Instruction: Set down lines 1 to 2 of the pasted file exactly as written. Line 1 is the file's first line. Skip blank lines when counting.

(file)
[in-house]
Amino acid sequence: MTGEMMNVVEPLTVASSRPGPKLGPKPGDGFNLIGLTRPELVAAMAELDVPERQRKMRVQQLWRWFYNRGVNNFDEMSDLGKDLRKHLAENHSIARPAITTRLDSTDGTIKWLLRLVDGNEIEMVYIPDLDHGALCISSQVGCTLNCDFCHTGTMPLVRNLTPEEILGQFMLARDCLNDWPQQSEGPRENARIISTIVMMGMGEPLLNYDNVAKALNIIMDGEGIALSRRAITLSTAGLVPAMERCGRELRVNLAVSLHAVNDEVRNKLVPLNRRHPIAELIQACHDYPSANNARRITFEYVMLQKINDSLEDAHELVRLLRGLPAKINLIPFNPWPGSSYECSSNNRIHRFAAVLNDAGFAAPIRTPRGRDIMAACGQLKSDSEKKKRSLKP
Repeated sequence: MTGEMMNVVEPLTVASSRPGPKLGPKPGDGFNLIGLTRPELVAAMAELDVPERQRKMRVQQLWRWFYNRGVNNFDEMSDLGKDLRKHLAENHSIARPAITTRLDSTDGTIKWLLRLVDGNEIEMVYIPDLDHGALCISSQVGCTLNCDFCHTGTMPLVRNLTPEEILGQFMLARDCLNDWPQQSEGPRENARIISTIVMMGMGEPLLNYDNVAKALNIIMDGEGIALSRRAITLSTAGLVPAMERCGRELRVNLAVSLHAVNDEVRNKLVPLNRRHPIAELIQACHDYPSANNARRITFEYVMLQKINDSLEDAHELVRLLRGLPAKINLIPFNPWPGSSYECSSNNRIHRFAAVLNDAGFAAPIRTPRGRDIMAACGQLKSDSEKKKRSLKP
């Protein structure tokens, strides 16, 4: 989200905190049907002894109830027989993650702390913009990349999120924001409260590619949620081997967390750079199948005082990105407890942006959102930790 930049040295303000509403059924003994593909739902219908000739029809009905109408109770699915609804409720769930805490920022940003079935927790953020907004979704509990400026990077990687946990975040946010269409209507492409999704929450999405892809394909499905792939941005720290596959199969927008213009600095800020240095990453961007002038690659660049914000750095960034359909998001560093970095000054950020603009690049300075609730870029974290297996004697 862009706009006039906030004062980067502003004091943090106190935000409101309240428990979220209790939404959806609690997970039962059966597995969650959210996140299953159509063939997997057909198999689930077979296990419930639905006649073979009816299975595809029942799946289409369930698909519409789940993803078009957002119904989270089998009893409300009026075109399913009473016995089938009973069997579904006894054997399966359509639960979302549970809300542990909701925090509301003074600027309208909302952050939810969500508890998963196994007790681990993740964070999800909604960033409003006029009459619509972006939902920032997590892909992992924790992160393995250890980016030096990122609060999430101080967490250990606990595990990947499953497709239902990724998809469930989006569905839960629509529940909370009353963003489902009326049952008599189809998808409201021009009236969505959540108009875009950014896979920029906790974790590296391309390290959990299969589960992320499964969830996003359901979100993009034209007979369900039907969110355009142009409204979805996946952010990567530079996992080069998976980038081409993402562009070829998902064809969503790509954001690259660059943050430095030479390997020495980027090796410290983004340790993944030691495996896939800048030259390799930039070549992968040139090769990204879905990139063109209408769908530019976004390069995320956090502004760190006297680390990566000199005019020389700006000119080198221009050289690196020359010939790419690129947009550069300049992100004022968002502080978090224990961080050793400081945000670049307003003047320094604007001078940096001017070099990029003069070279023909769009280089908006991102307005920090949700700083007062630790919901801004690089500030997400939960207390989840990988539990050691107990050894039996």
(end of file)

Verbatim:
[in-house]
Amino acid sequence: MTGEMMNVVEPLTVASSRPGPKLGPKPGDGFNLIGLTRPELVAAMAELDVPERQRKMRVQQLWRWFYNRGVNNFDEMSDLGKDLRKHLAENHSIARPAITTRLDSTDGTIKWLLRLVDGNEIEMVYIPDLDHGALCISSQVGCTLNCDFCHTGTMPLVRNLTPEEILGQFMLARDCLNDWPQQSEGPRENARIISTIVMMGMGEPLLNYDNVAKALNIIMDGEGIALSRRAITLSTAGLVPAMERCGRELRVNLAVSLHAVNDEVRNKLVPLNRRHPIAELIQACHDYPSANNARRITFEYVMLQKINDSLEDAHELVRLLRGLPAKINLIPFNPWPGSSYECSSNNRIHRFAAVLNDAGFAAPIRTPRGRDIMAACGQLKSDSEKKKRSLKP